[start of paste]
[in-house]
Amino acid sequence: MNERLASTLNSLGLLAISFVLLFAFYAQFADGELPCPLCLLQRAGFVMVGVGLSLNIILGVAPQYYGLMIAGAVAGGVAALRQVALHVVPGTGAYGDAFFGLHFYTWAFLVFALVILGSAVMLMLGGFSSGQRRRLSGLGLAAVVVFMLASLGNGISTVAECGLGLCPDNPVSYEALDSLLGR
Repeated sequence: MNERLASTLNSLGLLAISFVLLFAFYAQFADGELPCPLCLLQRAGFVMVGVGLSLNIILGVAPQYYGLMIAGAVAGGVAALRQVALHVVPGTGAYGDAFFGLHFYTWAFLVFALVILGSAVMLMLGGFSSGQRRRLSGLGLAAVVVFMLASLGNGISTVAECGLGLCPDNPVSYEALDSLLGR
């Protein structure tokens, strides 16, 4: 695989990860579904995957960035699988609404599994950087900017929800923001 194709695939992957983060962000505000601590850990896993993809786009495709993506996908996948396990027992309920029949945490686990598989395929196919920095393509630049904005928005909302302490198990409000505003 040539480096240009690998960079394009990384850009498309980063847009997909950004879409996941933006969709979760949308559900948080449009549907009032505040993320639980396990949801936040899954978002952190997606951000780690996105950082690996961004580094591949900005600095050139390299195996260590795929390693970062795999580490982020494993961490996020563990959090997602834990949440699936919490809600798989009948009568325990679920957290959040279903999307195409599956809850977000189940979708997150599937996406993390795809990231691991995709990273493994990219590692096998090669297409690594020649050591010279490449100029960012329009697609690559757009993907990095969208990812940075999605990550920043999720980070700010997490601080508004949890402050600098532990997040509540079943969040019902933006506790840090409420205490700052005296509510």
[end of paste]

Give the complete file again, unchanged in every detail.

[in-house]
Amino acid sequence: MNERLASTLNSLGLLAISFVLLFAFYAQFADGELPCPLCLLQRAGFVMVGVGLSLNIILGVAPQYYGLMIAGAVAGGVAALRQVALHVVPGTGAYGDAFFGLHFYTWAFLVFALVILGSAVMLMLGGFSSGQRRRLSGLGLAAVVVFMLASLGNGISTVAECGLGLCPDNPVSYEALDSLLGR
Repeated sequence: MNERLASTLNSLGLLAISFVLLFAFYAQFADGELPCPLCLLQRAGFVMVGVGLSLNIILGVAPQYYGLMIAGAVAGGVAALRQVALHVVPGTGAYGDAFFGLHFYTWAFLVFALVILGSAVMLMLGGFSSGQRRRLSGLGLAAVVVFMLASLGNGISTVAECGLGLCPDNPVSYEALDSLLGR
């Protein structure tokens, strides 16, 4: 695989990860579904995957960035699988609404599994950087900017929800923001 194709695939992957983060962000505000601590850990896993993809786009495709993506996908996948396990027992309920029949945490686990598989395929196919920095393509630049904005928005909302302490198990409000505003 040539480096240009690998960079394009990384850009498309980063847009997909950004879409996941933006969709979760949308559900948080449009549907009032505040993320639980396990949801936040899954978002952190997606951000780690996105950082690996961004580094591949900005600095050139390299195996260590795929390693970062795999580490982020494993961490996020563990959090997602834990949440699936919490809600798989009948009568325990679920957290959040279903999307195409599956809850977000189940979708997150599937996406993390795809990231691991995709990273493994990219590692096998090669297409690594020649050591010279490449100029960012329009697609690559757009993907990095969208990812940075999605990550920043999720980070700010997490601080508004949890402050600098532990997040509540079943969040019902933006506790840090409420205490700052005296509510």